by Issac Armstrong, PSAC Regional Representative
The Postdocs of the PSAC 40004 Local have been bargaining with the University for our first collective agreement since October 2017. We are into the hardest part of bargaining – negotiating improvements to salaries and benefits.
Did you know?
University of Saskatchewan Postdoctoral Fellows (Postdocs):
- Are highly educated researchers, often with greater than 10 years of post-secondary education;
- Are full time staff;
- Contribute to the academic success of the University through innovative research and publications, grant income, graduate student mentorship and training, and production of intellectual property.
These contributions are essential to the University’s status as a U15 research institute.
However, Postdocs suffer poor working conditions and economic hardship:
- We are hired as “trainees” (not true employees)
- We do not pay into CPP or EI, and are thus not eligible for nationally recognised labour rights such as parental leave;
- Our minimum salary is $35000/year, which equates to less than $17/hour. 30% of our PDFs are paid below $40k/year.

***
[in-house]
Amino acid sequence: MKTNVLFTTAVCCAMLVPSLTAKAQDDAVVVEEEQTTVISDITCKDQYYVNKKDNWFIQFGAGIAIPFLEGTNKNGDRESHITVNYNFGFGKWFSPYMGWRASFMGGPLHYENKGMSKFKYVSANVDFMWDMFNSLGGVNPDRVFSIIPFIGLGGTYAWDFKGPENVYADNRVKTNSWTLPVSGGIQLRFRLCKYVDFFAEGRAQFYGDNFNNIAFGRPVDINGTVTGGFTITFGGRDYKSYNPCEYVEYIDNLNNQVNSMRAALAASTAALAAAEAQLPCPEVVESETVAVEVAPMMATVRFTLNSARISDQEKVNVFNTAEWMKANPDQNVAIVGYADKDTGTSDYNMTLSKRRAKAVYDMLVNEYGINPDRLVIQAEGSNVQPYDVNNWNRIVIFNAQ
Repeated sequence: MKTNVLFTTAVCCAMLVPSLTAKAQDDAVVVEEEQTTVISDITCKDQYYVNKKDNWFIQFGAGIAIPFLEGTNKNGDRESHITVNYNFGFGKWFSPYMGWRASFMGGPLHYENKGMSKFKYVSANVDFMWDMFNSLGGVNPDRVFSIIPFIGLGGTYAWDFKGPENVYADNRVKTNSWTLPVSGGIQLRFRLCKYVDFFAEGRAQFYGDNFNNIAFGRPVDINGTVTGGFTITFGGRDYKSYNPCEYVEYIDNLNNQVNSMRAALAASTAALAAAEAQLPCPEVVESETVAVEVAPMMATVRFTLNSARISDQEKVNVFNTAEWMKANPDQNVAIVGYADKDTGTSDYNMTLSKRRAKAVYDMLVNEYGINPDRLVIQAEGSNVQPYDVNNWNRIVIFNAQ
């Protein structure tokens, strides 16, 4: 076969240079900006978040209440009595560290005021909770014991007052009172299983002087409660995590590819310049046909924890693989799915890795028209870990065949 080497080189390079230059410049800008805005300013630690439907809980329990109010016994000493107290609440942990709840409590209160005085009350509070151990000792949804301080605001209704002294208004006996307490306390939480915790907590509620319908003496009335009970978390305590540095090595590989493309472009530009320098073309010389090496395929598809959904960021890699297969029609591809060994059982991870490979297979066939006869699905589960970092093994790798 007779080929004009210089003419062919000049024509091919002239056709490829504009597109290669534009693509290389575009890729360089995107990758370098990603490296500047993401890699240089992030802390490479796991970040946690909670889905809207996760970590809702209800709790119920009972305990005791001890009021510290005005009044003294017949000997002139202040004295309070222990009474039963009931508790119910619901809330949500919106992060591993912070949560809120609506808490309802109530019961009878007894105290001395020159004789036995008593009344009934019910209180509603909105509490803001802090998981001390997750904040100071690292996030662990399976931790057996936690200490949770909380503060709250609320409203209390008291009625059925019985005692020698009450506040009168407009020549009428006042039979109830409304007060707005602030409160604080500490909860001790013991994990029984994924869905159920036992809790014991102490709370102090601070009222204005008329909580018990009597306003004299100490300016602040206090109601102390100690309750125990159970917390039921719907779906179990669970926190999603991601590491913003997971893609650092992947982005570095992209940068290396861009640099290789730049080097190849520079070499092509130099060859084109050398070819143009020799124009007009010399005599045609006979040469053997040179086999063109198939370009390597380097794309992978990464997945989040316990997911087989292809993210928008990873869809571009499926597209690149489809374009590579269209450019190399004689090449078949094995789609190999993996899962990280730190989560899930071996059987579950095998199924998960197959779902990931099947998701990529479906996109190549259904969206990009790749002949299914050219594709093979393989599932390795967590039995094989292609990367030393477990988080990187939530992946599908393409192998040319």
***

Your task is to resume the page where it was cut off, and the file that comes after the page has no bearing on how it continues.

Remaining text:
- Unlike all other full time staff at the U of S, we are not offered extended health and dental benefits.
These conditions have a particular impact on women postdocs, who are often forced to choose between leaving Academia for industry or other careers, or forgoing or delaying starting a family. We believe this is a critical contributor to the low percentage of women in tenure-track Faculty and other high-level University positions.
We are asking only for equity with other full-time staff at the University: to be treated as true employees; to receive equal extended health and dental benefits; and to have a modest increase to the minimum postdoc salary which reflects our education, experience and value to the University.
The University has rejected all these proposals, and has instead proposed The University is proposing ABSOLUTELY NO SALARY INCREASES to Postdocs – even those at the very bottom line. No previous contract at the University has ever resulted in such a wage freeze. Perhaps more importantly, the slow speed at which our negotiations continue to move is prolonging the hardship that PDFs currently face.
Please show your support by signing our petition: